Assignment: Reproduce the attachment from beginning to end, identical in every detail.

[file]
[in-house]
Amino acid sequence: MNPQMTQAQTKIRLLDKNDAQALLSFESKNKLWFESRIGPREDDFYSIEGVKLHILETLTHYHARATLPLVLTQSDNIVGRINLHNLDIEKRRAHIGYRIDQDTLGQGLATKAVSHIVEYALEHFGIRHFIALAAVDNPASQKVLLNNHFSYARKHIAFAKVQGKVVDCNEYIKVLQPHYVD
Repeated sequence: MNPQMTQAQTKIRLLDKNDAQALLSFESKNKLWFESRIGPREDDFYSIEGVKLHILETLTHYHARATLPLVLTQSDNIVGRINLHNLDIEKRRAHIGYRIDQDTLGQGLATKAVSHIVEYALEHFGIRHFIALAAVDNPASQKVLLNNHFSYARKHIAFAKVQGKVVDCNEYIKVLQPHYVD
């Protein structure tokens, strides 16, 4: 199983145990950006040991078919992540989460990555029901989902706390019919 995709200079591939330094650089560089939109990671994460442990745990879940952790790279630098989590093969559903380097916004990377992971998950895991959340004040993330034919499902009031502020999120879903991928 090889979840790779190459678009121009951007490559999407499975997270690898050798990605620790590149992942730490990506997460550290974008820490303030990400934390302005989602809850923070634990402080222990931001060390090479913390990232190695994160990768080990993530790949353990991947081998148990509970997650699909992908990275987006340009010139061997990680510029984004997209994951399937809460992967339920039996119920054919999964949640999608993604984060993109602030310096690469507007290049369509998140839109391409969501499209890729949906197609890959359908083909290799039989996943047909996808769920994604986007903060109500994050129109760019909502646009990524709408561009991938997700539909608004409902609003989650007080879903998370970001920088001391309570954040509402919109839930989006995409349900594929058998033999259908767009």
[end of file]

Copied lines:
[in-house]
Amino acid sequence: MNPQMTQAQTKIRLLDKNDAQALLSFESKNKLWFESRIGPREDDFYSIEGVKLHILETLTHYHARATLPLVLTQSDNIVGRINLHNLDIEKRRAHIGYRIDQDTLGQGLATKAVSHIVEYALEHFGIRHFIALAAVDNPASQKVLLNNHFSYARKHIAFAKVQGKVVDCNEYIKVLQPHYVD
Repeated sequence: MNPQMTQAQTKIRLLDKNDAQALLSFESKNKLWFESRIGPREDDFYSIEGVKLHILETLTHYHARATLPLVLTQSDNIVGRINLHNLDIEKRRAHIGYRIDQDTLGQGLATKAVSHIVEYALEHFGIRHFIALAAVDNPASQKVLLNNHFSYARKHIAFAKVQGKVVDCNEYIKVLQPHYVD
């Protein structure tokens, strides 16, 4: 199983145990950006040991078919992540989460990555029901989902706390019919 995709200079591939330094650089560089939109990671994460442990745990879940952790790279630098989590093969559903380097916004990377992971998950895991959340004040993330034919499902009031502020999120879903991928 090889979840790779190459678009121009951007490559999407499975997270690898050798990605620790590149992942730490990506997460550290974008820490303030990400934390302005989602809850923070634990402080222990931001060390090479913390990232190695994160990768080990993530790949353990991947081998148990509970997650699909992908990275987006340009010139061997990680510029984004997209994951399937809460992967339920039996119920054919999964949640999608993604984060993109602030310096690469507007290049369509998140839109391409969501499209890729949906197609890959359908083909290799039989996943047909996808769920994604986007903060109500994050129109760019909502646009990524709408561009991938997700539909608004409902609003989650007080879903998370970001920088001391309570954040509402919109839930989006995409349900594929058998033999259908767009």